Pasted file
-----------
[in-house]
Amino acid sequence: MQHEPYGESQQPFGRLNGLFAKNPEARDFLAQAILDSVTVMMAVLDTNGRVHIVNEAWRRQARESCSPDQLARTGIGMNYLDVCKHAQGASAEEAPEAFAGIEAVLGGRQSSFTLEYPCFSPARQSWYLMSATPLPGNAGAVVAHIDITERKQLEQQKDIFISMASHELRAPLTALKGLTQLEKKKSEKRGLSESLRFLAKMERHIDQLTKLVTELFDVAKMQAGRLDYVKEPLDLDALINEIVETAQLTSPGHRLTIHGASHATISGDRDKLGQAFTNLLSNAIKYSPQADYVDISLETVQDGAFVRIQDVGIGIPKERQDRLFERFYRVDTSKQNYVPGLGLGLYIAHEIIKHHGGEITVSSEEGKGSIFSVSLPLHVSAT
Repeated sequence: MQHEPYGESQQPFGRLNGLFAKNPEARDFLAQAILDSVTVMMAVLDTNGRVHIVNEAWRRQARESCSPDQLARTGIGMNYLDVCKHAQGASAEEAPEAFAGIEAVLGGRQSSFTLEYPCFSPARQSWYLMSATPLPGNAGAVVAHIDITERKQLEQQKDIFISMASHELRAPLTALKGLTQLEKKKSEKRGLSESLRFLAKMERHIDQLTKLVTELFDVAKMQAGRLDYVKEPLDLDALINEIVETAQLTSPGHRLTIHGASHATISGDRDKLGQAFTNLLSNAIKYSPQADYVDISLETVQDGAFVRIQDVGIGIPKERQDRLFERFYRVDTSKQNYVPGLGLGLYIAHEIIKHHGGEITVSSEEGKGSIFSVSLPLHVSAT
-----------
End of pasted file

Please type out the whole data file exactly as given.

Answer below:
[in-house]
Amino acid sequence: MQHEPYGESQQPFGRLNGLFAKNPEARDFLAQAILDSVTVMMAVLDTNGRVHIVNEAWRRQARESCSPDQLARTGIGMNYLDVCKHAQGASAEEAPEAFAGIEAVLGGRQSSFTLEYPCFSPARQSWYLMSATPLPGNAGAVVAHIDITERKQLEQQKDIFISMASHELRAPLTALKGLTQLEKKKSEKRGLSESLRFLAKMERHIDQLTKLVTELFDVAKMQAGRLDYVKEPLDLDALINEIVETAQLTSPGHRLTIHGASHATISGDRDKLGQAFTNLLSNAIKYSPQADYVDISLETVQDGAFVRIQDVGIGIPKERQDRLFERFYRVDTSKQNYVPGLGLGLYIAHEIIKHHGGEITVSSEEGKGSIFSVSLPLHVSAT
Repeated sequence: MQHEPYGESQQPFGRLNGLFAKNPEARDFLAQAILDSVTVMMAVLDTNGRVHIVNEAWRRQARESCSPDQLARTGIGMNYLDVCKHAQGASAEEAPEAFAGIEAVLGGRQSSFTLEYPCFSPARQSWYLMSATPLPGNAGAVVAHIDITERKQLEQQKDIFISMASHELRAPLTALKGLTQLEKKKSEKRGLSESLRFLAKMERHIDQLTKLVTELFDVAKMQAGRLDYVKEPLDLDALINEIVETAQLTSPGHRLTIHGASHATISGDRDKLGQAFTNLLSNAIKYSPQADYVDISLETVQDGAFVRIQDVGIGIPKERQDRLFERFYRVDTSKQNYVPGLGLGLYIAHEIIKHHGGEITVSSEEGKGSIFSVSLPLHVSAT